Swedroe: High Yield Rewards Underwhelming

December 30, 2015

Investors have now been faced with a long period of very low yields on high-quality bonds. As a result, and as a consequence of the Federal Reserve's easy monetary policy, many investors have chosen to pursue higher yields by taking credit risk. This has occurred despite historical evidence that only a very small default premium has existed. What's more, this premium has been small even before considering transaction costs.

My colleague and co-author, Kevin Grogan, recently took another look at high-yield bonds and shows once again that investors have not been well rewarded.

Key Takeaways From A Faltering Fund

He starts by observing that, earlier this month, the Third Avenue Focused Credit Fund (FCF) blocked investors from pulling their money so the holdings could be liquidated. The fund put its remaining assets in a liquidating trust that will seek to sell them over time.

In a statement, Third Avenue Management's now former Chief Executive Officer, David Barse, said, "We believe that, with time, FCF would have been able to realize investment returns in the normal course. Investor requests for redemption, however, in addition to the general reduction of liquidity in the fixed income markets, have made it impracticable" for the fund "to create sufficient cash to pay anticipated redemptions without resorting to sales at prices that would unfairly disadvantage the remaining shareholders."

There are several important lessons from this story, the first of which is how important liquidity can be. Some investors are all too willing to pick up a liquidity premium without first planning sufficiently for the risk that it dries up. When liquidity dries up, as it did recently for high-yield bonds and for many asset classes during the financial crisis, market impact costs can jump dramatically. This is easy to say in hindsight, but a fund that invests in asset classes with a history of periods of low liquidity (like junk bonds) should never have promised daily liquidity to begin with.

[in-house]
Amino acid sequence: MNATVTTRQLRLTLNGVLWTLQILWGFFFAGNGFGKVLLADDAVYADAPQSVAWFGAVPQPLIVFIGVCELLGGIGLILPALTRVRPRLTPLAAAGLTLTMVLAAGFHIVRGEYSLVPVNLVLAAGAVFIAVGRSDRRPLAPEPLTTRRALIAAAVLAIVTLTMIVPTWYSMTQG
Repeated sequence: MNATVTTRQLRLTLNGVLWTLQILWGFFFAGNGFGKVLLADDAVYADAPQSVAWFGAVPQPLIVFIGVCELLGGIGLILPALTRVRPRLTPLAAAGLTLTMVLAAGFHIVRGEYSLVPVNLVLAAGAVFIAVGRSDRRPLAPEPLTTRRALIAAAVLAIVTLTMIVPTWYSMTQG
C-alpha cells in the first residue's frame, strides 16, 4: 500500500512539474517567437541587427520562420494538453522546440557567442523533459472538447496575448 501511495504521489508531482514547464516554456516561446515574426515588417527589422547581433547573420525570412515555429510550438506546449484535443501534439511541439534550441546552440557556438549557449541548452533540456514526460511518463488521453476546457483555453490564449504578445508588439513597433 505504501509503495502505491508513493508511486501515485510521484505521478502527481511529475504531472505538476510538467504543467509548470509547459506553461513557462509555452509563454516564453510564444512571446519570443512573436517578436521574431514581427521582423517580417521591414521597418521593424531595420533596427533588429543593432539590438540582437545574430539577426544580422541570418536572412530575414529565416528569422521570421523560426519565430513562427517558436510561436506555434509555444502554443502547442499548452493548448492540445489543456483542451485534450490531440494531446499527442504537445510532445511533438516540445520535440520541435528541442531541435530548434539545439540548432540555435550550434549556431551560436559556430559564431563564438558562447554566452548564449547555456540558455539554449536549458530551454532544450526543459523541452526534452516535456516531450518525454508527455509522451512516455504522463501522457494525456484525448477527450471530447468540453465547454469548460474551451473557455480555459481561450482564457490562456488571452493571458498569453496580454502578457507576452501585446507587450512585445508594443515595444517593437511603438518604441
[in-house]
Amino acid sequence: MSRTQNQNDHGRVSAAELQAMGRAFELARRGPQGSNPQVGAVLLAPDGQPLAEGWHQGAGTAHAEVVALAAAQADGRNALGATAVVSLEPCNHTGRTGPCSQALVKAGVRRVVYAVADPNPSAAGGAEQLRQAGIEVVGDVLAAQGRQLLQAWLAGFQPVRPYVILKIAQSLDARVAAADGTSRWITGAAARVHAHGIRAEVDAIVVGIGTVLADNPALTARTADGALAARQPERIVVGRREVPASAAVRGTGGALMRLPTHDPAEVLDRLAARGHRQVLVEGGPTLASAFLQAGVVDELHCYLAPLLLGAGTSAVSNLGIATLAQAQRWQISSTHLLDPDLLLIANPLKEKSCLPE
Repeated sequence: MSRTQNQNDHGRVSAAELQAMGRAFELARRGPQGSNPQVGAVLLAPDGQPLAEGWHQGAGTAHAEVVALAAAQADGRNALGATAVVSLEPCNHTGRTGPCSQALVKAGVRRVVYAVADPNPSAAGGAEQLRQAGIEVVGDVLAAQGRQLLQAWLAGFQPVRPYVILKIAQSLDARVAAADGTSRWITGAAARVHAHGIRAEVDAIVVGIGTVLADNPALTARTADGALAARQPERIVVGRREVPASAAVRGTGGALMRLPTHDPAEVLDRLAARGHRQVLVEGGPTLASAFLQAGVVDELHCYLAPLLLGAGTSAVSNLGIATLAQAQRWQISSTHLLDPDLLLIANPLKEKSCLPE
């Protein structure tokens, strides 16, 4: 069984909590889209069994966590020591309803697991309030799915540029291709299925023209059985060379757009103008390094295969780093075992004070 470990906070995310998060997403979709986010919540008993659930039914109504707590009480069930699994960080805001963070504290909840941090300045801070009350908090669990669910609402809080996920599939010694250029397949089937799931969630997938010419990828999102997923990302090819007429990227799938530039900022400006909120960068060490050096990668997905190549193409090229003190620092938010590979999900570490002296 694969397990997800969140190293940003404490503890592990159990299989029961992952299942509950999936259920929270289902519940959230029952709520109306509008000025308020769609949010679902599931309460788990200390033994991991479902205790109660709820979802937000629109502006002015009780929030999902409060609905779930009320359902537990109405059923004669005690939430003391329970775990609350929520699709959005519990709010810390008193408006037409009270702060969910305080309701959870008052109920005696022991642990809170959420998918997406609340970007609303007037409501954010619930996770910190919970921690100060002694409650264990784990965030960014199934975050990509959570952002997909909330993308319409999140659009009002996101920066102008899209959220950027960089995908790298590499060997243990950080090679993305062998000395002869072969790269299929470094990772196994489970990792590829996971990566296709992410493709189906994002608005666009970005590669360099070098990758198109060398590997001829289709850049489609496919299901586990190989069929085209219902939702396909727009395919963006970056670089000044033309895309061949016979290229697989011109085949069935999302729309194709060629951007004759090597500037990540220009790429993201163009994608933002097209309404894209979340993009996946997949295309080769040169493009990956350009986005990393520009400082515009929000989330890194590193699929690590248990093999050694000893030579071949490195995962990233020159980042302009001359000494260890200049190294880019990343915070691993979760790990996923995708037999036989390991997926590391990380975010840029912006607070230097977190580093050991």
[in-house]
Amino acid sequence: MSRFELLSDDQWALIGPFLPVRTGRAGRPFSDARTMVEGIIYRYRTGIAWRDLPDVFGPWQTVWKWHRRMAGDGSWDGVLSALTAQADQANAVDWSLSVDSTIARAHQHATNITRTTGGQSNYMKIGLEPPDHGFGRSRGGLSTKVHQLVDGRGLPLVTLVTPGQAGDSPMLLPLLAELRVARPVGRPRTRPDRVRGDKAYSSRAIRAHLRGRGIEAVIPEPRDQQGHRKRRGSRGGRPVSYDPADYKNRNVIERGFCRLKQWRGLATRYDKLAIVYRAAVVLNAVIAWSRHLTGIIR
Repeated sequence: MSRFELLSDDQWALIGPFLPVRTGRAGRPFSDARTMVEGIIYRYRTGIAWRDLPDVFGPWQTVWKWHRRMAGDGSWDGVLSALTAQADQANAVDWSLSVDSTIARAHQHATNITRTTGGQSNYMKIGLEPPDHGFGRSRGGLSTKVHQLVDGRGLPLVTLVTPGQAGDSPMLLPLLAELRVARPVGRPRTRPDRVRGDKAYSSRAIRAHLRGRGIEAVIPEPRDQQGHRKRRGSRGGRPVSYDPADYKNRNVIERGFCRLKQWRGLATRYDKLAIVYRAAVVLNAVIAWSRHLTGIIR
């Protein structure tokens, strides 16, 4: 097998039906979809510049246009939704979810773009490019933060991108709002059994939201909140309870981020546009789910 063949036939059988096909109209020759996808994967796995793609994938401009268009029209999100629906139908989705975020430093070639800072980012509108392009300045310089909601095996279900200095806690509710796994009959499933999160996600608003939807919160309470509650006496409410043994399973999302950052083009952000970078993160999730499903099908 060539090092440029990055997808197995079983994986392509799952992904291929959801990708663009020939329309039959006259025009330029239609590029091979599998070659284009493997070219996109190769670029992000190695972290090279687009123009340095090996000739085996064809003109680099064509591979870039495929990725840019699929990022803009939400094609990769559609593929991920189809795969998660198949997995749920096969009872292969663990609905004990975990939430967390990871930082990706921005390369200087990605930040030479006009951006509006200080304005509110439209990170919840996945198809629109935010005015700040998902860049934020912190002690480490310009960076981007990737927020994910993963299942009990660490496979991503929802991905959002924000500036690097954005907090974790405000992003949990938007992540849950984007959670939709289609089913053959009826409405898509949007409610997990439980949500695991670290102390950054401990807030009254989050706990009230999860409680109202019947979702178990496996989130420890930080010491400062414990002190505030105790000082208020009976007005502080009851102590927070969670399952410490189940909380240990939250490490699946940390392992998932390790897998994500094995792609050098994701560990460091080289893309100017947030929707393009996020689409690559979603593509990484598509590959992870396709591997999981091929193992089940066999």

The second lesson is that it generally does not make sense for most investors to include high-yield bonds in their portfolio. From January 1984 through September 2015, the Barclays U.S. Corporate High Yield Index returned 9.0% per year. By comparison, the Barclays Credit Bond Index Intermediate returned 7.5% per year and five-year Treasury bonds returned 7.2% per year over the same period.

While the high-yield index had higher returns, looking at asset classes in isolation isn't the right way to analyze performance. Instead, consider looking at how the investment impacts the risk and return of the entire portfolio. With this in mind, we'll examine how adding high-yield bonds to a portfolio affected it over this period of time.

A Portfolio Comparison

We will now compare four portfolios during the January 1984 through September 2015 time period, each with an allocation of 60% to the S&P 500 Index.

Portfolio A will invest its fixed income in five-year Treasury bonds. Portfolio B will allocate its fixed income 30% to five-year Treasury bonds and 10% to the Barclays U.S. Corporate High Yield Index. Portfolio C will allocate its fixed income 20% to five-year Treasury bonds and 20% to the Barclays U.S. Corporate High Yield Index. Portfolio D will invest its fixed income in the Barclays U.S. Corporate High Yield Index.

Return (%)
Year Return
Portfolio A 9.7 9.5 0.64 -17.0
Portfolio B 9.9 10.1 0.62 -20.9
Portfolio C 10.0 10.9 0.60 -24.8
Portfolio D 10.2 12.5 0.55 -32.7

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